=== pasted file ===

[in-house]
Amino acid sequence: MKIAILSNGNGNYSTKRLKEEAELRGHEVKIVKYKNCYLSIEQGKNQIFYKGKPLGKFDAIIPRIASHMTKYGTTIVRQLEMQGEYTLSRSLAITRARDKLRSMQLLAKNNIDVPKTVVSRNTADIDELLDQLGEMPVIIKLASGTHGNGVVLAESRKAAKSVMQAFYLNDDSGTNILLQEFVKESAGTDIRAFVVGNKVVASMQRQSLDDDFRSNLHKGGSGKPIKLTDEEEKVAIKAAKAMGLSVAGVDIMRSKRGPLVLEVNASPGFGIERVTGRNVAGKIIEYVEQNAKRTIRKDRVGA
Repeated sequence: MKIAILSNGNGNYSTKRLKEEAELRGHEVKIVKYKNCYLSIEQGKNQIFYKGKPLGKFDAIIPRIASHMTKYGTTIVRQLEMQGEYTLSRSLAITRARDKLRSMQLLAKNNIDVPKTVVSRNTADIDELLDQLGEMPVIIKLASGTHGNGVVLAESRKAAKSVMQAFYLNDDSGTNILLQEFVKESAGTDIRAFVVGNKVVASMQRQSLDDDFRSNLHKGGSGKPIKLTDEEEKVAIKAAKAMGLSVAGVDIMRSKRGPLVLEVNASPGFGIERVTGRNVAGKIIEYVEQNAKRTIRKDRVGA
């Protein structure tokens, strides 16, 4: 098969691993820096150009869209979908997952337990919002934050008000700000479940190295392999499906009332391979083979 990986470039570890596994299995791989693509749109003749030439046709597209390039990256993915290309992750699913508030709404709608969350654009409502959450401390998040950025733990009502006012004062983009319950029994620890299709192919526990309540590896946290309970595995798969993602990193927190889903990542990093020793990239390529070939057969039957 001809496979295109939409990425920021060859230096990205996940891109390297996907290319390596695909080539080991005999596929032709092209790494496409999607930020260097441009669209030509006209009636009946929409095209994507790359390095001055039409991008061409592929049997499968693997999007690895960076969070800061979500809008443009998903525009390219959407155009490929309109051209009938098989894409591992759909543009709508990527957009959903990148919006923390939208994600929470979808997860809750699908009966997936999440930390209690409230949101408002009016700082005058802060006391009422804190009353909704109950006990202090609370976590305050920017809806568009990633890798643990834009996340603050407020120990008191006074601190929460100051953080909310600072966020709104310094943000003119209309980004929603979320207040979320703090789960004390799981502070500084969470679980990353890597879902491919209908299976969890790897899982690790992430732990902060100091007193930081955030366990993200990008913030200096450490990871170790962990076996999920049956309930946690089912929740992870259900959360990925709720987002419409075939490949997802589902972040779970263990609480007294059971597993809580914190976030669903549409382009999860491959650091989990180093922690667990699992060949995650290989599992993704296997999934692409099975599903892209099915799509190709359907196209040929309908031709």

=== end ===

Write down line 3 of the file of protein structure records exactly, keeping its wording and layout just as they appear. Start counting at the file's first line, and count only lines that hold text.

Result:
Repeated sequence: MKIAILSNGNGNYSTKRLKEEAELRGHEVKIVKYKNCYLSIEQGKNQIFYKGKPLGKFDAIIPRIASHMTKYGTTIVRQLEMQGEYTLSRSLAITRARDKLRSMQLLAKNNIDVPKTVVSRNTADIDELLDQLGEMPVIIKLASGTHGNGVVLAESRKAAKSVMQAFYLNDDSGTNILLQEFVKESAGTDIRAFVVGNKVVASMQRQSLDDDFRSNLHKGGSGKPIKLTDEEEKVAIKAAKAMGLSVAGVDIMRSKRGPLVLEVNASPGFGIERVTGRNVAGKIIEYVEQNAKRTIRKDRVGA